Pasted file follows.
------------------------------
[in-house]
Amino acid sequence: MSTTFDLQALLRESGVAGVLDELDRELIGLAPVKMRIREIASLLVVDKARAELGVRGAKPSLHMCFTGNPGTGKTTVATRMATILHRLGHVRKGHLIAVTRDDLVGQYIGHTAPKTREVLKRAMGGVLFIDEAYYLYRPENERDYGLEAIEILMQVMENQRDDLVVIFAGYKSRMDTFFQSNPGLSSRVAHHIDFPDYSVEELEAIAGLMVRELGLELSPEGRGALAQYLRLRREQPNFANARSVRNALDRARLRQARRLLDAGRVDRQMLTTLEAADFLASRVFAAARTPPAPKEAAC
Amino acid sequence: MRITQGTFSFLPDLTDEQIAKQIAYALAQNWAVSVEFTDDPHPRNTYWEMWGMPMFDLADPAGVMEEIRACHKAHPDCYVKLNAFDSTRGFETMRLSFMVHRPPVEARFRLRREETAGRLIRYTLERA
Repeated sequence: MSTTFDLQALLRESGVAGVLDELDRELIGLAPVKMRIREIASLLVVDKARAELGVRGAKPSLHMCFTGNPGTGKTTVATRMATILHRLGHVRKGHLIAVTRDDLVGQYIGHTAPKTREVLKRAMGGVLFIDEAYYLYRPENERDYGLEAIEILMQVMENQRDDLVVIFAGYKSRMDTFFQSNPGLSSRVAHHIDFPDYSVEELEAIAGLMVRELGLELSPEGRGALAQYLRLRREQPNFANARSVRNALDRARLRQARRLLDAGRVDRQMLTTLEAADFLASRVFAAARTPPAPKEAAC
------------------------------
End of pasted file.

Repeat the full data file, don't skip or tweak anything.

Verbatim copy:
[in-house]
Amino acid sequence: MSTTFDLQALLRESGVAGVLDELDRELIGLAPVKMRIREIASLLVVDKARAELGVRGAKPSLHMCFTGNPGTGKTTVATRMATILHRLGHVRKGHLIAVTRDDLVGQYIGHTAPKTREVLKRAMGGVLFIDEAYYLYRPENERDYGLEAIEILMQVMENQRDDLVVIFAGYKSRMDTFFQSNPGLSSRVAHHIDFPDYSVEELEAIAGLMVRELGLELSPEGRGALAQYLRLRREQPNFANARSVRNALDRARLRQARRLLDAGRVDRQMLTTLEAADFLASRVFAAARTPPAPKEAAC
Amino acid sequence: MRITQGTFSFLPDLTDEQIAKQIAYALAQNWAVSVEFTDDPHPRNTYWEMWGMPMFDLADPAGVMEEIRACHKAHPDCYVKLNAFDSTRGFETMRLSFMVHRPPVEARFRLRREETAGRLIRYTLERA
Repeated sequence: MSTTFDLQALLRESGVAGVLDELDRELIGLAPVKMRIREIASLLVVDKARAELGVRGAKPSLHMCFTGNPGTGKTTVATRMATILHRLGHVRKGHLIAVTRDDLVGQYIGHTAPKTREVLKRAMGGVLFIDEAYYLYRPENERDYGLEAIEILMQVMENQRDDLVVIFAGYKSRMDTFFQSNPGLSSRVAHHIDFPDYSVEELEAIAGLMVRELGLELSPEGRGALAQYLRLRREQPNFANARSVRNALDRARLRQARRLLDAGRVDRQMLTTLEAADFLASRVFAAARTPPAPKEAAC